American Society of Civil Engineers lobbies for fuel tax increase

August 14, 2019

Tyson Fisher

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In an effort to replenish the coffers of a depleting Highway Trust Fund, the American Society of Civil Engineers has launched a campaign to increase the federal fuel tax, which has not moved in more than 25 years.

The American Society of Civil Engineers has launched a website called FixTheTrustFund.org. The website is meant to be a tool for policymakers and the general public to increase support for raising the federal fuel tax.

Currently at 18.4 cents for gasoline and 24.4 cents for diesel, the fuel tax was last increased in 1993. The Highway Trust Fund receive its funding through federal fuel tax revenue. According to the American Society of Civil Engineers, the purchasing power of the fuel tax has decreased by 40%.

“Imagine trying to live off the same salary as you did in 1993,” the American Society of Civil Engineers said in a news release. “It’s time to add 25 cents to the current gas tax, over the next five years.”

The website includes several sections on problems with the trust fund system, including sections outlining economic and personal impacts. It also has a feature that allows voters to send their House and Senate representatives a letter supporting a fuel tax increase. Fill out a form, and the website will automatically send lawmakers a premade letter.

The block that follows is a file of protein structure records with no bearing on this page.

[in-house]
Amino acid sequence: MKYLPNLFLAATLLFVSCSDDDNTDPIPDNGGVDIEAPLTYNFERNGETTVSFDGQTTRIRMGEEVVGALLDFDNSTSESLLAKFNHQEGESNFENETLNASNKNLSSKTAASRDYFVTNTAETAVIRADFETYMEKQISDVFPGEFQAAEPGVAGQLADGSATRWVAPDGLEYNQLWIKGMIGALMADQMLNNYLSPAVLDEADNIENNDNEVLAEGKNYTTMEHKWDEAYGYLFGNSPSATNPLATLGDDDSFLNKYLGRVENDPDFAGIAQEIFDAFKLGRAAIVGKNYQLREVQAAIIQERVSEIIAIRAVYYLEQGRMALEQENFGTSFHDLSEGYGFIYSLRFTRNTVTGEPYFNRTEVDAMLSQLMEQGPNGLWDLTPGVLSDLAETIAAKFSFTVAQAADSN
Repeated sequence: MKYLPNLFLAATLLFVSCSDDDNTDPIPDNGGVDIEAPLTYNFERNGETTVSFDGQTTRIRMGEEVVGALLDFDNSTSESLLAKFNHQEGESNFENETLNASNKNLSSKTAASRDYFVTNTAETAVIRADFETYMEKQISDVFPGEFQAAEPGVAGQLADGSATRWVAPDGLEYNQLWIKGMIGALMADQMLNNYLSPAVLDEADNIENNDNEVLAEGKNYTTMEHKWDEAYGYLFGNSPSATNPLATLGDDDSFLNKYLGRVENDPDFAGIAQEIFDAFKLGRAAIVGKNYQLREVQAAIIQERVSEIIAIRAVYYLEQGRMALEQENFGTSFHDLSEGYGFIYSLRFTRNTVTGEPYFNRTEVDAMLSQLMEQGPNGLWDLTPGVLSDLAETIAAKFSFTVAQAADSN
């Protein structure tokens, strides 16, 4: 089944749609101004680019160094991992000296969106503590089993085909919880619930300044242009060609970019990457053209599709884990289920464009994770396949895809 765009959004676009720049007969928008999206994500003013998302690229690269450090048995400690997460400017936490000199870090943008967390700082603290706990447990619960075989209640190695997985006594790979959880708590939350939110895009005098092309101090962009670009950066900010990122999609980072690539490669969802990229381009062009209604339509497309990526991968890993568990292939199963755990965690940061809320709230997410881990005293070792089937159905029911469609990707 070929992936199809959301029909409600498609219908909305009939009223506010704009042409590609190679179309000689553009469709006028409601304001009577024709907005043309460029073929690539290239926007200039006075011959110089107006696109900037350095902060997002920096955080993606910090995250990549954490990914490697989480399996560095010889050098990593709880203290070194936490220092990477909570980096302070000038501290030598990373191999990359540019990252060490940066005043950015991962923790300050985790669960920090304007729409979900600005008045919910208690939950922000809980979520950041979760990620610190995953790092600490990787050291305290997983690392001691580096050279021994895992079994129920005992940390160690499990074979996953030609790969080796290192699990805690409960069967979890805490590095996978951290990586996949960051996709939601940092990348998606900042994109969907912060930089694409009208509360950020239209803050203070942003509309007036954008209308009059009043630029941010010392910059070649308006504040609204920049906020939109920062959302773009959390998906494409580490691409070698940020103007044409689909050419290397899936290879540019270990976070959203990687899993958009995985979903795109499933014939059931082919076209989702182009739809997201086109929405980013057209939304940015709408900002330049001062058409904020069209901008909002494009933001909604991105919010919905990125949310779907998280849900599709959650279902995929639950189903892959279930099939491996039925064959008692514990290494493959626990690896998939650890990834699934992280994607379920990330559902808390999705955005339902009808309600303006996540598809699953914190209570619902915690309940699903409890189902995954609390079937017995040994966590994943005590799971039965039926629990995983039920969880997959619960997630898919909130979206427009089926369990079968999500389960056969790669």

ASCE also encourages social media users to use the hashtag #FixTheTrustFund to spread the word.

By a unanimous vote, the Senate Environment and Public Works committee recently moved the America’s Transportation Infrastructure Act out of committee. Currently in recess, Congress can move forward with the act when lawmakers return in September.

If passed, the act will reauthorize highway and bridge programs that are scheduled to expire on Sept. 30, 2020. The Highway Trust Fund will receive $287 billion over five years, an increase of 27% from funding allocated by the Fixing America’s Surface Transportation Act signed into law December 2015.

Every four years, the American Society of Civil Engineers releases its Infrastructure Report Card. The report card is a comprehensive assessment of the nation’s 16 major infrastructure categories, according to ASCE’s website.

The latest report card issued in 2017 grades the nation’s infrastructure at a D-plus. Within the report, roads have a grade of D, bridges have a C-plus and transit has a D-minus grade. With a grade of B, rail was the only surface transportation category to receive a favorable grade.
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Tyson Fisher

Tyson Fisher joined Land Line Magazine in March 2014. An award-winning journalist and tireless researcher, his news reports, features and blogs bring depth to our editorial content, backed with solid detail. Tyson is a lifelong Kansas Citian.